Friday, October 26, 2012

Seventh Grade Mandalas

This was my second time doing this lesson. I found it before school started last year in Arts and Activities (September (?) 2011).  In the magazine the name design is called a kaleidoscope design and originally I did it in order to learn my new students names. This year, I knew my student's name (although I am still having trouble with the twins! I feel awful about that) and attempted to link the activity to social students. I introduced a "mandala" as an ancient design used for meditation and reflection, that represents us and our inner world.

Class #1
After introducing the term mandala, I displayed an example using my brand new, spectacular document camera. I asked how the example is a reflection of me? After a couple seconds of silence, a few rumbles started and I poinedt out to students that I spelled out my name. I then asked how balance was used? (We had reviewed the elements and principles the week before, so balance was fresh in their minds) I drew on the whiteboard, over my projected image, all the lines of symmetry and introduced radial symmetry. At that point, I passed out photocopies of a 45 degree triangle and walked students through the steps:
  1. Write name in block or bubble letters inside the triangle. Think about how your name will be reflected. If you want your letters to touch, where should you draw it?
  2. Add lines and shapes to break up the remaining negative space.
  3. Trace lines heavy and dark.
  4. Fold paper along the bottom line of the triangle.
  5. Keeping the paper folded, trace the lines that can be seen through, making sure to apply pressure in order to make the lines "jump" to the blank space on the inside of the folded paper. (Hopefully at the very least, students can finish up to this step in 40 minutes)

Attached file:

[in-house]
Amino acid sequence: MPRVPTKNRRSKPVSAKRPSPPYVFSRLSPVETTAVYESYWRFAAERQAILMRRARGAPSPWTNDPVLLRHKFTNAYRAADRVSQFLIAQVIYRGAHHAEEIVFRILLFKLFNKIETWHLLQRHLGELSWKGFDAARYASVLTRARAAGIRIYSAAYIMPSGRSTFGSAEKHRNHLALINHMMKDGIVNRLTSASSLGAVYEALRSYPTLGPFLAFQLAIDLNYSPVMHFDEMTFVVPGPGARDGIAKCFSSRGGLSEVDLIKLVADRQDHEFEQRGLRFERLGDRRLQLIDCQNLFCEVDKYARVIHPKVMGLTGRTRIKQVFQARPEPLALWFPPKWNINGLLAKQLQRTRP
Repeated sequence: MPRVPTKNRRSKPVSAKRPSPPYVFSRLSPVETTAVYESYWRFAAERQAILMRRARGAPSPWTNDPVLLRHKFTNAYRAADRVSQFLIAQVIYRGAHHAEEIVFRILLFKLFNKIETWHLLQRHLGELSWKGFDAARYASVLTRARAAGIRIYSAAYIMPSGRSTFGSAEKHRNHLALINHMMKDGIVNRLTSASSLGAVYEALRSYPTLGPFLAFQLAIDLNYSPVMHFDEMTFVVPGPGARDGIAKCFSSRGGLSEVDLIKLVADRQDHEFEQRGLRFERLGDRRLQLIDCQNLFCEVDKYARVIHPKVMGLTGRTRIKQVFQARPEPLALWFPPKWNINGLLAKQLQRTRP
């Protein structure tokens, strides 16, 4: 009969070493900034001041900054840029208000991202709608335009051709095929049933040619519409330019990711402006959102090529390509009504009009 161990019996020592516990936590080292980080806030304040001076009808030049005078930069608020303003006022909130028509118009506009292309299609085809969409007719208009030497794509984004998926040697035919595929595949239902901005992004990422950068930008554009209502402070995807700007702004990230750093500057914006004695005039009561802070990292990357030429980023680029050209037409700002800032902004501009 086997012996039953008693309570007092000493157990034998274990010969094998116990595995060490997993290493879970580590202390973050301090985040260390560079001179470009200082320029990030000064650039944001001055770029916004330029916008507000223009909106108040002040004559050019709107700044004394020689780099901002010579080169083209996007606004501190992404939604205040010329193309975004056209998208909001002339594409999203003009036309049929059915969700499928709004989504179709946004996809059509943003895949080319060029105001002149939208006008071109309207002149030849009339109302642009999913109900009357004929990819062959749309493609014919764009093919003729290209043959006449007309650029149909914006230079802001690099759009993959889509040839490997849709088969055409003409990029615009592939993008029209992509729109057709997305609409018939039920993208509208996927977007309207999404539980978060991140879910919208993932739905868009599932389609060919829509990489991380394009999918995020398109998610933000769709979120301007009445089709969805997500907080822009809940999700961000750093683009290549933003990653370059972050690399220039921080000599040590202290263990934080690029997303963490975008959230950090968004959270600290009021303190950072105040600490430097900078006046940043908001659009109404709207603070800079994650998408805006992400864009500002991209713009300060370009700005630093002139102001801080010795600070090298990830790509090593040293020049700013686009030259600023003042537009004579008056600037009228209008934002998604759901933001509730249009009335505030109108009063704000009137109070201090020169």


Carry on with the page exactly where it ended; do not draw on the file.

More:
6. Open the paper and retrace the lines that "jumped" so that the photocopier can see them.
That should bring the class to the end of a 42ish minute period. At the end of each day, I made 4 photocopies of the completed pages. I made sure students knew upfront that I needed the pages done, so that I could help them by photocopying. If they didn't finished, it would make more work for them. At the very least, if students finished step 5, you could photo copy the front and the back four times each.

Class #2
  1. Pass out 12x12 paper and instruct students to divide the page evenly into four quadrants.  I did a quick refresher how to draw tally marks and connect the dots.
  2. Each photocopy will be cut and pasted into a quadrant.
  3. Review symmetry including  how to apply color symmetrically and go for it! We used a combination of Crayola classic and bold conical and thin tip markers. For the background/ negative space students could use color pencils

 Sorry these pictures are on a weird angle. The bulletin boards I hung these up on are above lockers!

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